Look up from your screen and onto the field

I have been frequenting the cardio room these past couple of weeks due to an unfortunate IT band injury. One of these days, I had 50—excruciating—minutes of biking with a dead phone that could provide me no source of entertainment. 

In my desperation, I turned my attention to the facility’s TVs which are always, without fail, on the Cheddar Network. If you don’t frequent the cardio room, then you are blissfully unaware of the fact that Cheddar is on a notorious loop of the same four college students talking about why they chose their major and what they think the most surprising thing about college is. It is barely cute the first time around, but by your 75th time, it could be considered a means of torture. I can regretfully say I am now able to recite the entire program. However, there are some times when this loop is interrupted by news stories that are targeted at college students. 

As I looked up at the TV monitor, I was amazed to see something other than the usual loop and instead see the headline “Future of Fortnite.” My first reaction was “Would ya look at that, something new” and then secondly I thought “Wait . . . people still play that?” Little did I know it’s part of a tournament that has a monetary prize. Like what, I’m sorry—Fortnite gives you money? I would have never given up my days of playing Minecraft if I knew that it was going to make me money one day. Another thing that really got me was that they called it the World Cup, like it’s FIFA or something—you can find a more original name than that. 

I couldn’t focus much on the rest of the story because the subtitles weren’t very accurate and the fact that this was so bizarre to me. Like yes, I knew that video gaming was becoming a thing in the sports world, I just never thought it would be on this scale.

I decided to do some more research, because my curiosity had been piqued regarding this whole eSports world that I had neglected to notice. This is when I found out that the National Collegiate Athletic Association (NCAA) has conferences working to sponsor eSports. There is an entire article on the NCAA’s official site dedicated to eSports and their future as official NCAA sports due to the growing number of universities that are establishing varsity eSports teams. 

You know what, good for you NCAA: Break the boundaries of what we would traditionally consider a sport to give people the opportunity to show off their skills in this digital age. But answer me this, how can you establish varsity eSports as a part of your organization before you include women’s flag football?

Where I am from in New York, flag football was a huge thing, and our high school team wasn’t half bad. In fact, they were the best in New York City—which I consider a pretty big deal since that title doesn’t come without its fair share of work. 

In my senior year of high school, I remember asking a lot of those girls if they were going to play flag football in college—they were obviously good enough and cared a lot about the sport. That is when they told me that they would without a doubt continue playing if it was offered as an intramural sport, but the NCAA does not sponsor women’s flag football teams.   This struck me as strange at the time because it’s as much a sport as any other. It involves dedication, hard work, and effort—yet it won’t be recognized as a sport. Why?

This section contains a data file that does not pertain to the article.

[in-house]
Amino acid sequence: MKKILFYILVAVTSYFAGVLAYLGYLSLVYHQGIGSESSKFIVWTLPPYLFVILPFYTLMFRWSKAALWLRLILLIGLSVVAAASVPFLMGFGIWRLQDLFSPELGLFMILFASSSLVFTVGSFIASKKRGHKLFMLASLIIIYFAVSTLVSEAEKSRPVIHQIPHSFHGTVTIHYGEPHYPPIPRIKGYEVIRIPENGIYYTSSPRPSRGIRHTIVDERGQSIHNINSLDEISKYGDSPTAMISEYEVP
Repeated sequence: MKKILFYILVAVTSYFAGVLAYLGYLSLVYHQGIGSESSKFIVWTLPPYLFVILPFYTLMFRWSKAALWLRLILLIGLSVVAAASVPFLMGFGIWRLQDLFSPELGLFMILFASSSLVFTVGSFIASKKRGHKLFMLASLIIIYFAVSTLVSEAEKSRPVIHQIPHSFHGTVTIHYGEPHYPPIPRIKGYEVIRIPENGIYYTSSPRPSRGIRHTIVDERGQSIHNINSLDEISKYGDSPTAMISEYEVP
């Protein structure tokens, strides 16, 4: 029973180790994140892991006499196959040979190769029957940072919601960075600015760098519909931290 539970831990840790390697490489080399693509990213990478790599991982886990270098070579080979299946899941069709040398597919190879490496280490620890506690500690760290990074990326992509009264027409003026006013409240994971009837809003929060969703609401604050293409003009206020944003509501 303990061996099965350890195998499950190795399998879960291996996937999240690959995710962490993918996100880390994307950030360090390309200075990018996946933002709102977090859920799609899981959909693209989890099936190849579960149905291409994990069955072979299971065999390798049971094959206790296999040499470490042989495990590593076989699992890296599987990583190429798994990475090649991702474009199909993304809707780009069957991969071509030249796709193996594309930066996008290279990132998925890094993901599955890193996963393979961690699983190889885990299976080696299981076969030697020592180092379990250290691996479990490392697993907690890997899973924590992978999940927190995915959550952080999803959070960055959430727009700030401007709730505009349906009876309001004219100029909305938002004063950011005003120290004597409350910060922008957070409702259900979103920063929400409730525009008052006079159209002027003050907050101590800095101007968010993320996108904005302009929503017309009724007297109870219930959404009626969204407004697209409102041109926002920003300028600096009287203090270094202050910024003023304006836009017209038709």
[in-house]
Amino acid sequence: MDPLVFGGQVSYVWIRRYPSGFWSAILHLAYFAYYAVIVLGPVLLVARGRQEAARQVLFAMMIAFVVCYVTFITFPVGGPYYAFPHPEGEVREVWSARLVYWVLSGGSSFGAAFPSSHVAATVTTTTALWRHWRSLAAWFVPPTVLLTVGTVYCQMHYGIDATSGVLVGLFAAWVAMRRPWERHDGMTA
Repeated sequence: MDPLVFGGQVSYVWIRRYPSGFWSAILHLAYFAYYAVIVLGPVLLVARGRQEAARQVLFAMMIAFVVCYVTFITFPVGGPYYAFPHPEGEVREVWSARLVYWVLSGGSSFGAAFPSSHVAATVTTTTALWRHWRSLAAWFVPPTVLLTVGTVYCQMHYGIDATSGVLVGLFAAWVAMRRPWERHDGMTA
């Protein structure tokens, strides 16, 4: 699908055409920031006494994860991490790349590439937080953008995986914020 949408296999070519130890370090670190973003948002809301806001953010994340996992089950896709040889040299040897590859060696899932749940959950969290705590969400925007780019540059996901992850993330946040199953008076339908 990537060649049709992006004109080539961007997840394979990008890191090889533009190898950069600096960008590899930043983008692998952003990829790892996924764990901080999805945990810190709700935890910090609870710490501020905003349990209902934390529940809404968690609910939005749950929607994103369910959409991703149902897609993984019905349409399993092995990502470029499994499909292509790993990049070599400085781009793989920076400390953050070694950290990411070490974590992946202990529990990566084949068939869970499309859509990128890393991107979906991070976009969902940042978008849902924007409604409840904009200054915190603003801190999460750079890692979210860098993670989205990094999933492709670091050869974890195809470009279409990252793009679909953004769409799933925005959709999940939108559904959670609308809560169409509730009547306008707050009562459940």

Why is it recognized on the high school level as a sport in leagues like Public School Athletic Association (PSAL) and Florida High School Athletic Association (FHSAA) but not on the collegiate level?

And now we’re going to make eSports a thing before flag football? That’s not odd to anyone else, that the physical contact sport is being marginalized by computer games people play in their mother’s basement?

We are never going to break this social stigma that women don’t belong on the sports field. Can women not be a part of your Sunday night football unless they’re in a cheerleading costume on the sideline? 

Sure, you can argue all you want that women can play eSports as well as men, so it therefore cannot be an issue of gender. But it is; there are a plethora of articles that discuss the direct targeting of males, but not females, in eSports marketing. Video games are notoriously a part of the patriarchy, with a very small minority of gamers being female.

Go ahead, give me a list of names of women who play eSports to defend this obviously toxic masculine environment. I can give you one double its length with male names—easily.

 It is predominantly male; this is a fact that cannot be denied, just as women’s flag football is entirely female. Argue all you want that video gamers are a marginalized group of males who aren’t represented enough. I can give you a long history of women being denied things because males said no, and guess what? Women’s flag football is just another example of the suppression of female talent. 

Don’t try telling me that video gaming is more of a sport than flag football, or that the engagement of the public isn’t directed towards flag football. There are girls out there who are ready to play; when are you going to see them NCAA?

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